12 May, 2022

April 24 | Perfect Action

by | 18 April, 2022 | 0 comments

Unit: Luke (Part 1)
 Perfect Humanity
Lesson Text: Luke 13:10-17; 14:1-6
Supplemental Text: Isaiah 49:13-16; Ephesians 4:32
Aim: Let your compassion for those who suffer move you to action, regardless of what other people think.

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Download a PDF of this week’s lesson material (the Study by Mark Scott, Application by David Faust, and Discovery Questions by Michael C. Mack): LOOKOUT_Apr24_2022.

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By Mark Scott

A secular proverb says, “Your actions are speaking so loudly that I cannot hear what you are saying.” Keep in mind that the person who spun that proverb used words to spin it. But who would disagree that wrong actions can undercut right words? Jesus’ gospel of love was backed up by his compassionate actions for the hurting. Many of the religious leaders of Jesus’ day failed to rejoice when the hurting were helped. The religion police were more interested in procedures than people.

This was especially true in the two miracle stories of our lesson texts. Jesus healed a woman who was crippled for 18 years, but instead of rejoicing, the synagogue leader publicly criticized Jesus and the apostles. Jesus healed a man of dropsy (edema), but the Pharisees remained silent and indifferent. In this travel section of Luke’s Gospel (chapters 9–19) we see a loose pattern of sign (miracle) and story (parable or encounter). In between these two miracles are three parables—about the mustard seed, yeast, and the narrow door—as well as a lament over Jerusalem and a rebuke of Herod.

A Crippled Woman Set Free (Luke 13:10-17)

Both narratives in our lesson texts occurred on a Sabbath. It is unclear when in Jesus’ final months of ministry these events happened. Jesus encountered a crippled woman in the context of his teaching. Luke used an economy of words to tell of her gender, the length and demonic nature of her pain (i.e., she had been crippled by a spirit), and the physical condition that made her unable to stand up straight.

Jesus called the woman forward and thus drew some attention to her disability. He spoke the words of liberation, “Woman, you are set free from your infirmity(weakness or sickness).” Then he compassionately touched her. The miracle was instantaneous. Luke also recorded that she praised God, a typical thing the Gospel writer often would share.

The synagogue leader blew a gasket (indignant means to become quickly angry). He viewed healing as a Sabbath violation and dished out his criticism of Jesus and the apostles by speaking to the people. He based his critique on creation (Genesis 2:2). God rested on day seven of creation. Are we to assume healings were taking place outside of Jesus’ ministry from his remark, “Come and be healed on those days” or is that assuming too much?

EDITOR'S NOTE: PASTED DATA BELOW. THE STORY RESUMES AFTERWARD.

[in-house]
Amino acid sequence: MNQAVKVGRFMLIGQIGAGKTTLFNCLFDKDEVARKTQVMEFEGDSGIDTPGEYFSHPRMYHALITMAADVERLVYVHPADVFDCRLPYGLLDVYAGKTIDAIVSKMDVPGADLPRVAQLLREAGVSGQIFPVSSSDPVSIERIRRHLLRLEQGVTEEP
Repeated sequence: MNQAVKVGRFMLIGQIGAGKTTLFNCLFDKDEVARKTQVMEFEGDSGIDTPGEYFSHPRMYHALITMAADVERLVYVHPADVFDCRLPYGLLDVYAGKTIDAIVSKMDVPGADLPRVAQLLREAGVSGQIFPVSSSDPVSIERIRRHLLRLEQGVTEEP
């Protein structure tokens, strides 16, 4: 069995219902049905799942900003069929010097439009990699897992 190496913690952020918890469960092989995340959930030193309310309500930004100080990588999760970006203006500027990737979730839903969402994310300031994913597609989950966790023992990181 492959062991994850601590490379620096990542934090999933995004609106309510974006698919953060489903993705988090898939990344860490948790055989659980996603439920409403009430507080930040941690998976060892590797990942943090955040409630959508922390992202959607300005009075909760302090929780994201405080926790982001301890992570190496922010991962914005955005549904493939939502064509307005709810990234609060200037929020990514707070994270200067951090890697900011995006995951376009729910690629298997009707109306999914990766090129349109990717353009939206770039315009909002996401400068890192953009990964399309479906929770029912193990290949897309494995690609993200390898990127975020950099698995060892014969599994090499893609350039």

Jesus quickly took the offensive. He labeled those who thought like the synagogue leader as hypocrites (play actors). Then he referenced how livestock were taken care of regardless of the day (Exodus 23:4-5; Deuteronomy 22:4). Finally, he vindicated the poor woman, who surely overheard this debate. He referred to her as a daughter of Abraham (that meant she was an insider). He acknowledged that her problem was caused by the spirit world (which was something only Jesus could have known). He defended her being liberated on the Sabbath.

The religious police were humiliated (overcome or overpowered), but the people (crowd) were delighted (filled with joy). One certainly sees from this text the distance between the religious leaders and the people. Did Jesus’ perfect action help this desperate woman? Absolutely. Did Jesus care that he had offended the religious leaders? Not so much.

A Man with Dropsy Healed (Luke 14:1-6)

The first Sabbath miracle occurred in a synagogue. The second Sabbath miracle occurred in a prominent Pharisee’s house. The text said Jesus was being carefully watched, which might indicate the suffering man was planted there to be a point of controversy.

The New International Version interprets the man’s condition by saying he was suffering from abnormal swelling of his body. This is known as edema or dropsy. It amounts to “water swelling” (the meaning in the Greek word) in the body. Healing (ultimate rest) can take place on the Sabbath.

Jesus was no doubt burdened by the apathy of the religious elite. Twice in the text the reader’s attention is drawn to their indifference. They remained silent (v. 4), and they had nothing to say (v. 6). Silence was very cruel in this case. Jesus healed this man because of his compassion for the man and also for his anger at the Pharisees. That was why some of Jesus’ miracles were actually acts of war. Jesus’ arguments in the house and synagogue were similar. The argument could be summed up as “need leads.” Perfect action looks more to needs than rules.

Christian Standard

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